Specifying Glass for a Table Top

      tempered or untempered glass? Furniture makers exchange views. June 20, 2005

I have recently been asked by someone to add a protective glass cover on a veneered table top. Does anyone have experience with this? I’m not sure if the glass will cause any problems or not? I have a thought that the lack of air circulation or sweating might be a problem? Any suggestions would be appreciated.

Forum Responses
(Furniture Making Forum)
From contributor P:
I don’t think that putting the glass directly onto the surface will cause any harm. For my money, I'd bet that it would be no different than if you built a 2-piece hutch and put the upper unit base directly on top of a veneered lower unit. The glass will also help to hold the surface flat so there should be no warp or veneer lifting issues. Glass by itself will not cause wood to sweat.

Adding anything between the glass and the surface is a sure way to break the glass. Glass absolutely does not flex - it breaks. Tempered glass explodes into little pieces when it breaks due to flex.

From contributor R:
I would not use tempered glass at all. The only reason you use tempered glass on anything is to protect a person from getting cut by a large piece falling on them.

Tempered glass is too brittle and it will break if someone hits it with a drinking glass too hard or bangs a ring on it. Un-tempered glass will flex, and I would recommend putting felt pads around the edge to support it and keep it off the wood surface.

From contributor W:
I made a 54" diamond 1/4" plate glass top made for a new Teak dining table a while back. This top over the years has acquired numerous small chips around the edge and on the corners of the curved leaves, but they haven’t affected the use or function of it.

I would not temper the glass. If it was tempered, each one of the minor chips may have ended up as a complete crumbling of the glass.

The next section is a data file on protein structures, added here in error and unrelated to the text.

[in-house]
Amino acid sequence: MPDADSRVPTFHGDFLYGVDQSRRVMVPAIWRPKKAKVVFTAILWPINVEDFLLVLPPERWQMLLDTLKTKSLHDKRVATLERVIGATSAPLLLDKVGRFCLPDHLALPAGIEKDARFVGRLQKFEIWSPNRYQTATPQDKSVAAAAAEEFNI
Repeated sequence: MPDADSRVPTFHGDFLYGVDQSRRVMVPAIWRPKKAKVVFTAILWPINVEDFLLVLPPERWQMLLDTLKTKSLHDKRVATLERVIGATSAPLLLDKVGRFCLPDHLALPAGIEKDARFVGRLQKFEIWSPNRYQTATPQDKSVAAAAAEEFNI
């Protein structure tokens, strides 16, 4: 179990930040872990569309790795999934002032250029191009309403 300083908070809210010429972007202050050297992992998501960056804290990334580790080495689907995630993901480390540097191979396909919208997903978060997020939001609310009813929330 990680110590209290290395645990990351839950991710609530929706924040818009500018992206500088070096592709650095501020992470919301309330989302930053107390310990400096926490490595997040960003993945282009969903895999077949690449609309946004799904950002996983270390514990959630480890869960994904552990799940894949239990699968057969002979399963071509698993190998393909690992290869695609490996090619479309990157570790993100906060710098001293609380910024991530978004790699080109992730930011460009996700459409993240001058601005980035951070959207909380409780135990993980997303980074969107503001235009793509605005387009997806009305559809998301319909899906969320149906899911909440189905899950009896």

From contributor T:
Laminated glass would ease the safety concerns, but the edge does not have a very nice look to it. I would suggest looking into using plate glass, regardless of the application. You can simply add a clear or tinted film to the bottom or back side, which will hold it together in case of upset.

From contributor H:
I think that most of the reasons for having pads has to do with the glass not sticking to the top, rather than having an air gap. I've actually had something come into the shop where the glass was completely stuck to the finish. I'm guessing either something got on the top, or the sun softened the finish and the glass sunk into it. You can get discoloring under the pads if they're never moved though, so I guess there's no perfect solution.

From contributor J:
For tables the glass could be either tempered or standard glass, as long as the edge of the glass is held back from the edge of the top for sideways impacts. Dropped items shouldn't be a hazard unless the top is not solid across surface. Areas like upper cabinets would need a proper thickness with the possibility of a laminate in-between for shard retention-building facades.

The shape and quantity of clear pads between surface and glass is vital. Wide and thin is my choice. A general rule for perimeters is 1 pad for every 12" and inside area 1 for every 4 square feet. Also, it is of top priority to let the finish cure for at least 1 month before glass is installed.

From contributor S:
I do a lot of built-in desks and work centers, and I like to cover the tops in 1/4' glass. I don't use tempered glass - cost being the main concern, and the lack of need being secondary. The spacers are designed to keep the glass from sliding on the top. I don't use spacers, instead I prefer to recess the glass top, usually with a band of contrasting grain or species.

The comments below were added after this Forum discussion was archived as a Knowledge Base article (add your comment).

Comment from contributor E:
I used quarter inch regular glass and stabilized it with rubber patches (the ones used on bicycle tires). On dark wood this works perfectly.

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